A Colorado woman has faced substantial difficulties in using her deceased boyfriend’s DNA to create a child because the man died with a lack of estate planning documents. Although the man’s girlfriend planned to use his sperm to have a child, the hospital where the man died refused to perform the DNA harvest because the man died without proper end-of-life documents.
Because sperm’s viability only lasts a period of 24 to 48 hours after death, the woman now appears to have lost her struggle due to a lack of estate planning documents. While the girlfriend has raised the argument that sperm should have been collected because the man was an organ donor, the man lacked medical paperwork dictating his wishes. Without the proper end-of-life documents, the girlfriend cannot serve as his power of attorney.
Why DNA Challenges Are on the Rise
Problems concerning the harvesting and use of sperm have substantially increased in recent years because this process is practiced much more often. Over half a million embryos along with millions of sperm are cryogenically frozen in the United States each year with the intended purposes of having children at a later date. Because in some cases, eggs or sperm might be used years after they are provided, these medical procedures create unique considerations.
Unique Estate Planning Issues Created by the Use of Frozen Eggs and Sperm
There are some unique considerations that have arisen concerning the use of frozen eggs and embryos. Some of these issues include the following:
- Lack of Intent in Estate Planning Documents. These problems involve determining what should be done with harvesting an individual’s DNA when the individual has discussed such a procedure but has not left medical documents reflecting this decision. Another similar question involving intent is if a child’s relative’s plans did not anticipate such a possibility as the child being born in their estate planning documents.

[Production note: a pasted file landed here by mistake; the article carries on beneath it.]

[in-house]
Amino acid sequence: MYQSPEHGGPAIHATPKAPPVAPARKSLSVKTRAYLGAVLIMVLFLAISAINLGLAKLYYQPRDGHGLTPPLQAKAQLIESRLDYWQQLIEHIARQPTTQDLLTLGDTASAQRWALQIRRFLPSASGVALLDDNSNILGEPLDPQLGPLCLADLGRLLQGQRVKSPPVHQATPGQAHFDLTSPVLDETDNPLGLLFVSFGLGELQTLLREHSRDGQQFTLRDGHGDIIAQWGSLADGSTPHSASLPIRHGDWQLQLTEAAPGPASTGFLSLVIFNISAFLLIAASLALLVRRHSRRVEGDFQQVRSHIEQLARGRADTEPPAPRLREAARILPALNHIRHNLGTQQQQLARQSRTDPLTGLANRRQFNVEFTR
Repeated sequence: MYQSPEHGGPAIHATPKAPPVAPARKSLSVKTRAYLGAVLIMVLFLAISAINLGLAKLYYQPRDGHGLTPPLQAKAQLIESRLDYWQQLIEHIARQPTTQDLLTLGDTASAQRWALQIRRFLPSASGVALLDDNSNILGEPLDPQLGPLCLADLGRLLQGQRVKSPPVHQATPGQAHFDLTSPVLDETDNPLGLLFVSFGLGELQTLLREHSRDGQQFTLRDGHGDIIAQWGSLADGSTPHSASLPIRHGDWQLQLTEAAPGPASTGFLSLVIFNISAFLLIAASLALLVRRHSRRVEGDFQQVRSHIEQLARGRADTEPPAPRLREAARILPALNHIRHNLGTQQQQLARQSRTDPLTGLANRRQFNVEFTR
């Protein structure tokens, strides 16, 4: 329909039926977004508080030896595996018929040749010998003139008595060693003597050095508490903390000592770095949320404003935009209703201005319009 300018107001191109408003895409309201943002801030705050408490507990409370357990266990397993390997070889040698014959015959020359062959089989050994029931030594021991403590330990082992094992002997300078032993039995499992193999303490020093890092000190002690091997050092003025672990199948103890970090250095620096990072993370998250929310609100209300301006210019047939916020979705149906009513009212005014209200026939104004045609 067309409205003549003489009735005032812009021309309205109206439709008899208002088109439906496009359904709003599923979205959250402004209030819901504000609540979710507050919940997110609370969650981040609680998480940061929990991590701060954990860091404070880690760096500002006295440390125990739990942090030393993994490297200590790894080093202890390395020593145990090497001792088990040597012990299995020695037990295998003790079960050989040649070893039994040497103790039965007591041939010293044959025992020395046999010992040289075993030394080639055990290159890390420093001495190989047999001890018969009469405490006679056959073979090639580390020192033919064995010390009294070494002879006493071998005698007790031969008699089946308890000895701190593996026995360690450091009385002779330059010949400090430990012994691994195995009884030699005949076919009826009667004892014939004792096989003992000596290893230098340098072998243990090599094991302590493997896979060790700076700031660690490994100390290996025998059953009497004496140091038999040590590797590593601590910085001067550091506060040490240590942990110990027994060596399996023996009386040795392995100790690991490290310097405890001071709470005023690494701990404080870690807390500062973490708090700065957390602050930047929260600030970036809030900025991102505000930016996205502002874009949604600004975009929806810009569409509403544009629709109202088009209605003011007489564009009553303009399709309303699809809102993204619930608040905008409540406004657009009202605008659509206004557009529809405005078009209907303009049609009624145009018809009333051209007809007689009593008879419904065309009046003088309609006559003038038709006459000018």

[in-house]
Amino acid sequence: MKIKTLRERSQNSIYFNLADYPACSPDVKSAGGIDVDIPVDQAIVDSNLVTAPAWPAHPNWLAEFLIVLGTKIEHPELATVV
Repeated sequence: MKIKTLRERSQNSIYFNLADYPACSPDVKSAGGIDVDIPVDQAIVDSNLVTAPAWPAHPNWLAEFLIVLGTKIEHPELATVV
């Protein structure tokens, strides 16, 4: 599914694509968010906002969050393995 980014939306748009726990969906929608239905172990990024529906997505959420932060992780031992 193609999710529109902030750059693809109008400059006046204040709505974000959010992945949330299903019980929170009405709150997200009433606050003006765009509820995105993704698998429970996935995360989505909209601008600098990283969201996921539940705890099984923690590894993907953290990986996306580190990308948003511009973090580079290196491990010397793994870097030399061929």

- Children Born After a Parent’s Death. One of the largest issues that arise in these cases is whether children should be able to collect from a deceased parent’s estate if the child is born after the parent has died. Another common question in these types of cases is whether one is entitled to life insurance proceeds from the parent that died. Colorado is one of a small number of states that have probate laws regarding a child who is born after a parent’s death. Law in the state of Colorado automatically includes any child born to the surviving spouse within 45 months of a married partner’s death in the deceased parent’s estate.
- Waiting Period. If an individual has their sperm or eggs harvested and then dies, questions arise concerning how long must the individual’s estate wait before administering the individual’s estate.
Contact a Knowledgeable Colorado Estate Planning Attorney
Contact a Knowledgeable Colorado Estate Planning Attorney It is critical that all individuals craft a medical power attorney. If you need help establishing this document or any other types of estate planning devices, a skilled Denver attorney at Rocky Mountain Disability Law Group is ready to help you today. Contact our firm online or call our practice at (866) 476-4558.